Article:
Schedule management

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Schedule management should:

  • determine timescales for the work;
  • calculate profiles of resource demand;
  • present schedule reports suitable for different stakeholders.
Indicators Level 2 attributes

 

Scheduling approaches are closely linked to scope complexity which means there is a wide range of ‘appropriate’ methods.

As complexity increases, different modelling techniques may be required to match the needs of different sections of work. For example, programme scheduling will cover a greater breadth and focus on the consolidation and summarisation of multiple project and business change schedules.

It is recognised that at level 2 the modelling and scheduling should be adequate but less sophisticated than it could be. It is also likely that scheduling focuses on the activity required to deliver outputs and may not apply the same rigour to management activities such as communication, risk response and procurement.

At level 3 the organisation is expected to use approaches that are more than just adequate and introduce sophistication that reduces risk and increases shareholder satisfaction.

The management activities involved in areas such as communication, risk responses and procurement should be modelled and scheduled with the same rigour as the production activities and integrated with them.

Having built an accurate model of the schedule a level 3 organisation will use it to test alternative scenarios, not only to solve issues but also constantly refine the schedule.

Stakeholders will be able to obtain up-to-date schedule information that is tailored to their requirements rather than relying on standard schedule reports.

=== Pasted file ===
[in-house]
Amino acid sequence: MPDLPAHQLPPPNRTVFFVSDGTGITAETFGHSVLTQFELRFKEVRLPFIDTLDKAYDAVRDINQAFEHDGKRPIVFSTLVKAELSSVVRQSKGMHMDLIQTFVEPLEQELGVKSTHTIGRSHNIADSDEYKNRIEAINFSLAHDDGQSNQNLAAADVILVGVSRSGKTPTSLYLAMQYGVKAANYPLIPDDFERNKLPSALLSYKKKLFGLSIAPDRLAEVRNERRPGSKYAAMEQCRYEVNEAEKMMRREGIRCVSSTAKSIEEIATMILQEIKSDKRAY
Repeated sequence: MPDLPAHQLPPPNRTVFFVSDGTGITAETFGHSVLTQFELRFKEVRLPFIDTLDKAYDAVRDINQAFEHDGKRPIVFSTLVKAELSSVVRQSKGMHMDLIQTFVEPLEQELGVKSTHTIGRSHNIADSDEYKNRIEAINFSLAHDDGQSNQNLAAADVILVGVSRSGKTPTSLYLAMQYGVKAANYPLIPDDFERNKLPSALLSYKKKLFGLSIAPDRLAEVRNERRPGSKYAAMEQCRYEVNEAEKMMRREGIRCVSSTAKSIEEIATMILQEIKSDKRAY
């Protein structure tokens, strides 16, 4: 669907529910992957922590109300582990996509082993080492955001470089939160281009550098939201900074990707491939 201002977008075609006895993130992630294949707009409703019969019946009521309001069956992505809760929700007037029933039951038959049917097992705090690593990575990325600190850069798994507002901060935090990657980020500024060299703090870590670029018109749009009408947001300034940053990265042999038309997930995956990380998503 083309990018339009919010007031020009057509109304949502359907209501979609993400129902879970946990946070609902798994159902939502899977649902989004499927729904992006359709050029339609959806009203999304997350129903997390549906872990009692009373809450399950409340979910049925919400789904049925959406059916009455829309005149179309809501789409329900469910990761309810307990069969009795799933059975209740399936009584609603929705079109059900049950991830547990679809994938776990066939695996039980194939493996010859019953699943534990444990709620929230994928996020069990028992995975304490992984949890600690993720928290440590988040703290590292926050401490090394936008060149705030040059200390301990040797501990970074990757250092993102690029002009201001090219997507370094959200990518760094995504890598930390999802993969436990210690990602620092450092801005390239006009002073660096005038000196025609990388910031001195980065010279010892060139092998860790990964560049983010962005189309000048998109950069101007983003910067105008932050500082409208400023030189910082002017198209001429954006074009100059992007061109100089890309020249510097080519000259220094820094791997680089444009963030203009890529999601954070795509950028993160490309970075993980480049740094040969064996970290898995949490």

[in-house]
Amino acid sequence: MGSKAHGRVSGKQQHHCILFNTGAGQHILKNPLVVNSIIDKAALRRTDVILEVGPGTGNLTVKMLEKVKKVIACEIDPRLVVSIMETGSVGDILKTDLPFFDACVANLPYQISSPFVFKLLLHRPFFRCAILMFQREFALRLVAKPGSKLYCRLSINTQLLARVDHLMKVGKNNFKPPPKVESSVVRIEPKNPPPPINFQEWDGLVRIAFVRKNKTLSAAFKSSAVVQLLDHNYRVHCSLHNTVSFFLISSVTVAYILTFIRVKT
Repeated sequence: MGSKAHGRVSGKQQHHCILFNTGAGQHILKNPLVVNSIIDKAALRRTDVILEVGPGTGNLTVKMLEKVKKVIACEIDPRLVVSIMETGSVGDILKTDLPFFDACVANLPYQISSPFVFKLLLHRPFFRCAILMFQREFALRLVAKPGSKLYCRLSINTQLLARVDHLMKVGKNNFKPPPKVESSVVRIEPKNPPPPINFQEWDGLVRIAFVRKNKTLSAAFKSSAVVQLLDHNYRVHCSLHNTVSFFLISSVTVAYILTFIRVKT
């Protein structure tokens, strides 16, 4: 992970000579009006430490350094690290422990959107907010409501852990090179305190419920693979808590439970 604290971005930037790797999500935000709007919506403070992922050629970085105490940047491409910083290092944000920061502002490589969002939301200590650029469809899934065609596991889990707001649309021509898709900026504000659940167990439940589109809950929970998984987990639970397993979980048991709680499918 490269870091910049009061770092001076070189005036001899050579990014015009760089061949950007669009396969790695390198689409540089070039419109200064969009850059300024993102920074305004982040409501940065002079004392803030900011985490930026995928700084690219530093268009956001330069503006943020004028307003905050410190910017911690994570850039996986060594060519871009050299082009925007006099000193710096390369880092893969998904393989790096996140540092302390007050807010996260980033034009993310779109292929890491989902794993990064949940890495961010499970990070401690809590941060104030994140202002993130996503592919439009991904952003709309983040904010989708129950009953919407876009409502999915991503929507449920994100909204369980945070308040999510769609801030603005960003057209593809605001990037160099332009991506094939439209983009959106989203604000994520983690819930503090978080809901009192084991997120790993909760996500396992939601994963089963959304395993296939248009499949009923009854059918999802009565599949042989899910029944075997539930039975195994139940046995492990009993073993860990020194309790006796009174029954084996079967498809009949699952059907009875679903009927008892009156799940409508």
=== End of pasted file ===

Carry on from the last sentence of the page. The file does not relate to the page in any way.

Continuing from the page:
Identify work

Work required to deliver objectives is identified and documented appropriately.

This is updated regularly with a frequency that matches the scale and complexity of the work.

Time scheduling

Single or multiple models are built that are adequate for the context and complexity of the work. These are periodically updated as the work is monitored and controlled.

Time estimates are mainly subjective and only single point estimates are used. The model is analysed using methods adequate for the context and complexity of the work.

Analyses are repeated to reflect progress.

Resource scheduling

Resource estimates are mainly subjective and based on a general knowledge of the types of resource employed.

The model is analysed using methods adequate for the context and complexity of the work.

Analyses are repeated to reflect progress.

Report

Standard reports are distributed at regular intervals.

 
Indicators Level 3 attributes
Identify work

Activities required to manage functions are identified and included in the scheduling model.

Time scheduling

Schedules are updated at regular, frequent intervals as the work is monitored and controlled.

All technical and managerial activity is included in the models.

Time estimates are based on objective data wherever possible.

Analyses are repeated to reflect progress and test ‘what-if’ scenarios.

Resource scheduling

Resource estimates are based on objective data wherever possible and on a specific knowledge of the resources employed.

The influence of different resources on the schedule is understood.

Analyses are repeated to reflect progress and test ‘what-if’ scenarios.

Report

Stakeholders are regularly provided with schedule reports that are tailored to their differing needs.

 

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Schedule management

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